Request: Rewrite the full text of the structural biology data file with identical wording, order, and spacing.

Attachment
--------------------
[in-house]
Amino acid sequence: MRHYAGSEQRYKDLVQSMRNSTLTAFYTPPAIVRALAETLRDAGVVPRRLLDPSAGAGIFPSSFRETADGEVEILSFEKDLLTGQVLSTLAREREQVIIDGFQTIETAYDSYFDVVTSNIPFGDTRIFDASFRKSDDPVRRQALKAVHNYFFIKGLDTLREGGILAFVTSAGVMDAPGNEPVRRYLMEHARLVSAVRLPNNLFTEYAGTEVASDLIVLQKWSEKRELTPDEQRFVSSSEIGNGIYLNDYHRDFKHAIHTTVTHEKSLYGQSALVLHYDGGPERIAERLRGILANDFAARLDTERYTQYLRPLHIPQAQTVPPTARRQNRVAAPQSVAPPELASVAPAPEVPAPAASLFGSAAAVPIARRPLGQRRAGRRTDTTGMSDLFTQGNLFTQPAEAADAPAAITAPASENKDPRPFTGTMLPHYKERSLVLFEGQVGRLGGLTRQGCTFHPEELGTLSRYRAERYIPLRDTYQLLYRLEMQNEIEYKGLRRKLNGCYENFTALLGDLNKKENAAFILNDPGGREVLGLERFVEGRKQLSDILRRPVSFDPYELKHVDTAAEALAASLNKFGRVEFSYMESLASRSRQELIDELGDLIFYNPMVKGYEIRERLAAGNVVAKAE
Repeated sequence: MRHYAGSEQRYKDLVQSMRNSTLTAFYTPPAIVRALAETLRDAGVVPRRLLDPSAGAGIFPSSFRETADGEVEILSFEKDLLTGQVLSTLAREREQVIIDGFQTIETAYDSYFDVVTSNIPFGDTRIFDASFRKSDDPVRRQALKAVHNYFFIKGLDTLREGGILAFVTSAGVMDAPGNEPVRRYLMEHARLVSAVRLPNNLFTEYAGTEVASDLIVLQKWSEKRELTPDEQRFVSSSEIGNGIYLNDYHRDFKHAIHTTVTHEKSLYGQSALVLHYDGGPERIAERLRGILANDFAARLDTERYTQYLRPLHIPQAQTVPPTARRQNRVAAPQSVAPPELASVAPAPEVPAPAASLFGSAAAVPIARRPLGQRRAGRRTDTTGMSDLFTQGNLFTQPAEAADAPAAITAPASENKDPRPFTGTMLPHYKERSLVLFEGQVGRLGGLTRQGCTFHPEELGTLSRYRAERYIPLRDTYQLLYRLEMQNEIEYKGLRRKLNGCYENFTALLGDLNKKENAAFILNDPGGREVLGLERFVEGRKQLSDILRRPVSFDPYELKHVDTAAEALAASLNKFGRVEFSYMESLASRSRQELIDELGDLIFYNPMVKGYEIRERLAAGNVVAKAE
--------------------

[in-house]
Amino acid sequence: MRHYAGSEQRYKDLVQSMRNSTLTAFYTPPAIVRALAETLRDAGVVPRRLLDPSAGAGIFPSSFRETADGEVEILSFEKDLLTGQVLSTLAREREQVIIDGFQTIETAYDSYFDVVTSNIPFGDTRIFDASFRKSDDPVRRQALKAVHNYFFIKGLDTLREGGILAFVTSAGVMDAPGNEPVRRYLMEHARLVSAVRLPNNLFTEYAGTEVASDLIVLQKWSEKRELTPDEQRFVSSSEIGNGIYLNDYHRDFKHAIHTTVTHEKSLYGQSALVLHYDGGPERIAERLRGILANDFAARLDTERYTQYLRPLHIPQAQTVPPTARRQNRVAAPQSVAPPELASVAPAPEVPAPAASLFGSAAAVPIARRPLGQRRAGRRTDTTGMSDLFTQGNLFTQPAEAADAPAAITAPASENKDPRPFTGTMLPHYKERSLVLFEGQVGRLGGLTRQGCTFHPEELGTLSRYRAERYIPLRDTYQLLYRLEMQNEIEYKGLRRKLNGCYENFTALLGDLNKKENAAFILNDPGGREVLGLERFVEGRKQLSDILRRPVSFDPYELKHVDTAAEALAASLNKFGRVEFSYMESLASRSRQELIDELGDLIFYNPMVKGYEIRERLAAGNVVAKAE
Repeated sequence: MRHYAGSEQRYKDLVQSMRNSTLTAFYTPPAIVRALAETLRDAGVVPRRLLDPSAGAGIFPSSFRETADGEVEILSFEKDLLTGQVLSTLAREREQVIIDGFQTIETAYDSYFDVVTSNIPFGDTRIFDASFRKSDDPVRRQALKAVHNYFFIKGLDTLREGGILAFVTSAGVMDAPGNEPVRRYLMEHARLVSAVRLPNNLFTEYAGTEVASDLIVLQKWSEKRELTPDEQRFVSSSEIGNGIYLNDYHRDFKHAIHTTVTHEKSLYGQSALVLHYDGGPERIAERLRGILANDFAARLDTERYTQYLRPLHIPQAQTVPPTARRQNRVAAPQSVAPPELASVAPAPEVPAPAASLFGSAAAVPIARRPLGQRRAGRRTDTTGMSDLFTQGNLFTQPAEAADAPAAITAPASENKDPRPFTGTMLPHYKERSLVLFEGQVGRLGGLTRQGCTFHPEELGTLSRYRAERYIPLRDTYQLLYRLEMQNEIEYKGLRRKLNGCYENFTALLGDLNKKENAAFILNDPGGREVLGLERFVEGRKQLSDILRRPVSFDPYELKHVDTAAEALAASLNKFGRVEFSYMESLASRSRQELIDELGDLIFYNPMVKGYEIRERLAAGNVVAKAE